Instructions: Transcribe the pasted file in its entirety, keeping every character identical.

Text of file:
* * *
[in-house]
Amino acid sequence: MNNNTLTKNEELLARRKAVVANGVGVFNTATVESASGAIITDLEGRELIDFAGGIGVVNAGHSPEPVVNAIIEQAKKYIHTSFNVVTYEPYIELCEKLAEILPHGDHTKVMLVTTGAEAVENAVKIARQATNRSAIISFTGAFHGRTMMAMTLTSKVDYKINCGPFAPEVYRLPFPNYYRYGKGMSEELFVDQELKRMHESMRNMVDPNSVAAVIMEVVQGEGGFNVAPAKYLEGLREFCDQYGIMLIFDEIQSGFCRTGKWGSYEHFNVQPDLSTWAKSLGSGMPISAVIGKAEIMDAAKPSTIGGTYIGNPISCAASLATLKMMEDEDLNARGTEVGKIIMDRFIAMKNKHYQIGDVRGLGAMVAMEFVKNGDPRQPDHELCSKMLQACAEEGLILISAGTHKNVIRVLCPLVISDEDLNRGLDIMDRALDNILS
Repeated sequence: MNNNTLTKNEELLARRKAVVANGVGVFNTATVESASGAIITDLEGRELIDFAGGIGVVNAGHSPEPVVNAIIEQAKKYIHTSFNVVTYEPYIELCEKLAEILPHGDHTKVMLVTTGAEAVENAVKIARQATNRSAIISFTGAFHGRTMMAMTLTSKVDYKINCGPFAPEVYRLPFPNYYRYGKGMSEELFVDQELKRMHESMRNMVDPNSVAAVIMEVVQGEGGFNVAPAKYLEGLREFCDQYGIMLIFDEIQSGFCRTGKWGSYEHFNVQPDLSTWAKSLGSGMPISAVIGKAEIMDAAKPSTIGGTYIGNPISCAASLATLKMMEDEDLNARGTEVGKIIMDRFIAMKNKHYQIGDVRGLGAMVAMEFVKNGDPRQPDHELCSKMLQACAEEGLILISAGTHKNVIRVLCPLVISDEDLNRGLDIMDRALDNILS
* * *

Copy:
[in-house]
Amino acid sequence: MNNNTLTKNEELLARRKAVVANGVGVFNTATVESASGAIITDLEGRELIDFAGGIGVVNAGHSPEPVVNAIIEQAKKYIHTSFNVVTYEPYIELCEKLAEILPHGDHTKVMLVTTGAEAVENAVKIARQATNRSAIISFTGAFHGRTMMAMTLTSKVDYKINCGPFAPEVYRLPFPNYYRYGKGMSEELFVDQELKRMHESMRNMVDPNSVAAVIMEVVQGEGGFNVAPAKYLEGLREFCDQYGIMLIFDEIQSGFCRTGKWGSYEHFNVQPDLSTWAKSLGSGMPISAVIGKAEIMDAAKPSTIGGTYIGNPISCAASLATLKMMEDEDLNARGTEVGKIIMDRFIAMKNKHYQIGDVRGLGAMVAMEFVKNGDPRQPDHELCSKMLQACAEEGLILISAGTHKNVIRVLCPLVISDEDLNRGLDIMDRALDNILS
Repeated sequence: MNNNTLTKNEELLARRKAVVANGVGVFNTATVESASGAIITDLEGRELIDFAGGIGVVNAGHSPEPVVNAIIEQAKKYIHTSFNVVTYEPYIELCEKLAEILPHGDHTKVMLVTTGAEAVENAVKIARQATNRSAIISFTGAFHGRTMMAMTLTSKVDYKINCGPFAPEVYRLPFPNYYRYGKGMSEELFVDQELKRMHESMRNMVDPNSVAAVIMEVVQGEGGFNVAPAKYLEGLREFCDQYGIMLIFDEIQSGFCRTGKWGSYEHFNVQPDLSTWAKSLGSGMPISAVIGKAEIMDAAKPSTIGGTYIGNPISCAASLATLKMMEDEDLNARGTEVGKIIMDRFIAMKNKHYQIGDVRGLGAMVAMEFVKNGDPRQPDHELCSKMLQACAEEGLILISAGTHKNVIRVLCPLVISDEDLNRGLDIMDRALDNILS